Verse > Anthologies > Samuel Kettell, ed. > Specimens of American Poetry
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Samuel Kettell, ed.  Specimens of American Poetry.  1829.
 
The Fall of Zampor
By William Moore Smith (1759–1821)
 
A Peruvian Ode.

NOW ruin lifts her haggard head
  And madly staring horror screams!
O’er yonder field bestrew’d with dead,
  See, how the lurid lightning gleams!
 
Lo! ’mid the terrors of the storm,        5
  From yonder black brow’d cloud of night,
The mighty Capac’s dreadful form
  Bursts forth upon my aching sight!
 
But ah! what phantoms, fleeting round
  Give double horrors to the gloom,        10
Each pointing to the ghastly wound
  That sent him, shroudless to the tomb!
 
On me they bend the scowling eye;
  For me their airy arms they wave!
Oh! stay—nor yet from Zampor fly,        15
  We ’ll be companions in the grave!—
 
Dear victims of a tyrant’s rage!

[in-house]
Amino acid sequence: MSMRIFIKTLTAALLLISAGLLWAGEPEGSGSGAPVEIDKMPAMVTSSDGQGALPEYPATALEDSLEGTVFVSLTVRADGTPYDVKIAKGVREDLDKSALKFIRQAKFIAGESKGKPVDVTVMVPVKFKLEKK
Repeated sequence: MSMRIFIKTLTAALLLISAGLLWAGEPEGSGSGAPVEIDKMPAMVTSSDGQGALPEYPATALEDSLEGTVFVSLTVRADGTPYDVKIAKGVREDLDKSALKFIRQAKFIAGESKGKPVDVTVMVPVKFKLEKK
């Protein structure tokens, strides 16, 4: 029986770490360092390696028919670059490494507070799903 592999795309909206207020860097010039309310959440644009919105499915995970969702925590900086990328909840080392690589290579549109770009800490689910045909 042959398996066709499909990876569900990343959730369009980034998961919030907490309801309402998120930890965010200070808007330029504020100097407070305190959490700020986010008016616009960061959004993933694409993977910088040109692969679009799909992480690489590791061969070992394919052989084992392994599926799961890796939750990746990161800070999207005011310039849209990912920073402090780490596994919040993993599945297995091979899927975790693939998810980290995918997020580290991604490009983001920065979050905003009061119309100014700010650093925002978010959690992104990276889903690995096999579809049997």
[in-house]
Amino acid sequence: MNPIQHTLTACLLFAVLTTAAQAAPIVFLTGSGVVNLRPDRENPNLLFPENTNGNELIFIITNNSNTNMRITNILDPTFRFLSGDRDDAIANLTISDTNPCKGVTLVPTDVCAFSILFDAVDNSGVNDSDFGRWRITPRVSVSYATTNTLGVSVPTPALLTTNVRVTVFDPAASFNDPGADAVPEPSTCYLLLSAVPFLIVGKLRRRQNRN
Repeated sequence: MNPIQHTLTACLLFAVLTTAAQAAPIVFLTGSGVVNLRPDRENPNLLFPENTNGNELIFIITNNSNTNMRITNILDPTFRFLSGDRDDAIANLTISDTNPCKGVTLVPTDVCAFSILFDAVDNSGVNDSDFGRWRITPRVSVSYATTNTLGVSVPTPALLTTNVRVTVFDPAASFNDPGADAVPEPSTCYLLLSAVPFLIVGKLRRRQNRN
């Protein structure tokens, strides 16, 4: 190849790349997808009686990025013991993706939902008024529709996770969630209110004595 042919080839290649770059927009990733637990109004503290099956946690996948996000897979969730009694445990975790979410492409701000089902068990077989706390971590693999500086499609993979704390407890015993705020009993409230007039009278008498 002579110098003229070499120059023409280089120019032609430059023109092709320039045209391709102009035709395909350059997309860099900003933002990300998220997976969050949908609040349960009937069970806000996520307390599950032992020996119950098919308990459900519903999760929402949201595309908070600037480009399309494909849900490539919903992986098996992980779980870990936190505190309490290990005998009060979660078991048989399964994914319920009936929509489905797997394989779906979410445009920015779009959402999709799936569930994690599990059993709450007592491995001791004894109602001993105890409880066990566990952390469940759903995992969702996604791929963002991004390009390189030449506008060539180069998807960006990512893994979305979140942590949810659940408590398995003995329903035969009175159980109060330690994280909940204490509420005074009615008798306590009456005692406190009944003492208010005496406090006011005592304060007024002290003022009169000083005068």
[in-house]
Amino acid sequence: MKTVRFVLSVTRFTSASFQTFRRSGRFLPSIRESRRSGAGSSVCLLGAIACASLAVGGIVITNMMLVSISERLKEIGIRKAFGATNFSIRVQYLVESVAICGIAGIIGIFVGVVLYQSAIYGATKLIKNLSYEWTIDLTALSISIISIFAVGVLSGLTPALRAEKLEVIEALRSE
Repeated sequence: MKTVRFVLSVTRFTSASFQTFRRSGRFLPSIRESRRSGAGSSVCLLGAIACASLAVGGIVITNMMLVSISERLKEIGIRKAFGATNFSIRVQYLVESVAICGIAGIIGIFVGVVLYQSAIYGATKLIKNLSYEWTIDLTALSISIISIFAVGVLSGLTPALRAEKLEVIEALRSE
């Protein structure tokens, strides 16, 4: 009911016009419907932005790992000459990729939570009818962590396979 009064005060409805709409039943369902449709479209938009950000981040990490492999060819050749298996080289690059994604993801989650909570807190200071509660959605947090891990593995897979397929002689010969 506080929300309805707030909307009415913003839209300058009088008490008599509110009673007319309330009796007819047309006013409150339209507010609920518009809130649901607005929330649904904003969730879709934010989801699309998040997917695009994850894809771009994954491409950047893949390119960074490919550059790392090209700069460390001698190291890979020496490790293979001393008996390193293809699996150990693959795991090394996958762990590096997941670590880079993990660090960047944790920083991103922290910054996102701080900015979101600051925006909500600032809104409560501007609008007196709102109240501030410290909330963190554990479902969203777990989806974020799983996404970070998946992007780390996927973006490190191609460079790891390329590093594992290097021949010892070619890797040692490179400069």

They ’re gone!—each shadowy form is fled,
Yet soon these hoary locks of age
  Shall low as theirs in dust be laid!        20
 
Thou faithless steel, that harmless fell
  Upon the haughty Spaniard’s crest,
Swift to my swelling heart, go tell
  How deep thou ’st pierced thy master’s breast.
 
But shall curst Spain’s destroying son,        25
  With transport smile on Zampor’s fate?
No ere the deed of death be done
  The tyrant’s blood shall glut my hate.
 
Yon forked flash with friendly glare
  Points where his crimson’d banners fly,        30
Look down, ye forms of fleeting air,
  I yet shall triumph ere I die!
 
He spoke—and like a meteor’s blaze
  Rush’d on th’ unguarded Spaniard’s lord;
Around his head the lightning plays—        35
  Reflected from his brandish’d sword:
 
“Great Capac nerve the arm of age,
  And guide it swift to Garcia’s breast,
His pangs shall all my pangs assuage,
  His death shall give my country rest.        40
 
Ye powers who thirst for human blood
  Receive this victim at your shrine!”
Aghast the circling warriors stood
  Nor could prevent the chief’s design.
 
“’T is Garcia’s crimson stream that flows,        45
  ’T is Zampor hurls him to his fate—
The author of my country’s woes
  Now sinks the victim of my hate.”
 
From Garcia’s breast the steel he drew
  And sheathed it deep within his own—        50
“I come, ye gods of lost Peru,”
  He said—and died without a groan.
 
 
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